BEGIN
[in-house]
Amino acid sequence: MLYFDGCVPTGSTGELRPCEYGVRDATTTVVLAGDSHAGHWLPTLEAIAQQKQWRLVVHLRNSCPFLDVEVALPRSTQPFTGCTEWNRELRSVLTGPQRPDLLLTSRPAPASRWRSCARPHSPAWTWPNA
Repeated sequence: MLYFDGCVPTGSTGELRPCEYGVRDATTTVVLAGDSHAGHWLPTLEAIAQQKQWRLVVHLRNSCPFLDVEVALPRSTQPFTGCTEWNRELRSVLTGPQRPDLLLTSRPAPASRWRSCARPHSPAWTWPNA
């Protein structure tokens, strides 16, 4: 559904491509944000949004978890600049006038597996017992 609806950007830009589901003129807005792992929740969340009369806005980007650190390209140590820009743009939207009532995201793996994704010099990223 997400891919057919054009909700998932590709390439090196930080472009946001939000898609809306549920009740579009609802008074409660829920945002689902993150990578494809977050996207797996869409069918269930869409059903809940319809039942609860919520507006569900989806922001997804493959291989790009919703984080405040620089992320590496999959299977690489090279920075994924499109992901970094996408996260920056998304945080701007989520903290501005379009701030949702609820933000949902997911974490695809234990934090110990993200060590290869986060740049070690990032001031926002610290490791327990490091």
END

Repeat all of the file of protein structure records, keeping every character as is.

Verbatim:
[in-house]
Amino acid sequence: MLYFDGCVPTGSTGELRPCEYGVRDATTTVVLAGDSHAGHWLPTLEAIAQQKQWRLVVHLRNSCPFLDVEVALPRSTQPFTGCTEWNRELRSVLTGPQRPDLLLTSRPAPASRWRSCARPHSPAWTWPNA
Repeated sequence: MLYFDGCVPTGSTGELRPCEYGVRDATTTVVLAGDSHAGHWLPTLEAIAQQKQWRLVVHLRNSCPFLDVEVALPRSTQPFTGCTEWNRELRSVLTGPQRPDLLLTSRPAPASRWRSCARPHSPAWTWPNA
């Protein structure tokens, strides 16, 4: 559904491509944000949004978890600049006038597996017992 609806950007830009589901003129807005792992929740969340009369806005980007650190390209140590820009743009939207009532995201793996994704010099990223 997400891919057919054009909700998932590709390439090196930080472009946001939000898609809306549920009740579009609802008074409660829920945002689902993150990578494809977050996207797996869409069918269930869409059903809940319809039942609860919520507006569900989806922001997804493959291989790009919703984080405040620089992320590496999959299977690489090279920075994924499109992901970094996408996260920056998304945080701007989520903290501005379009701030949702609820933000949902997911974490695809234990934090110990993200060590290869986060740049070690990032001031926002610290490791327990490091």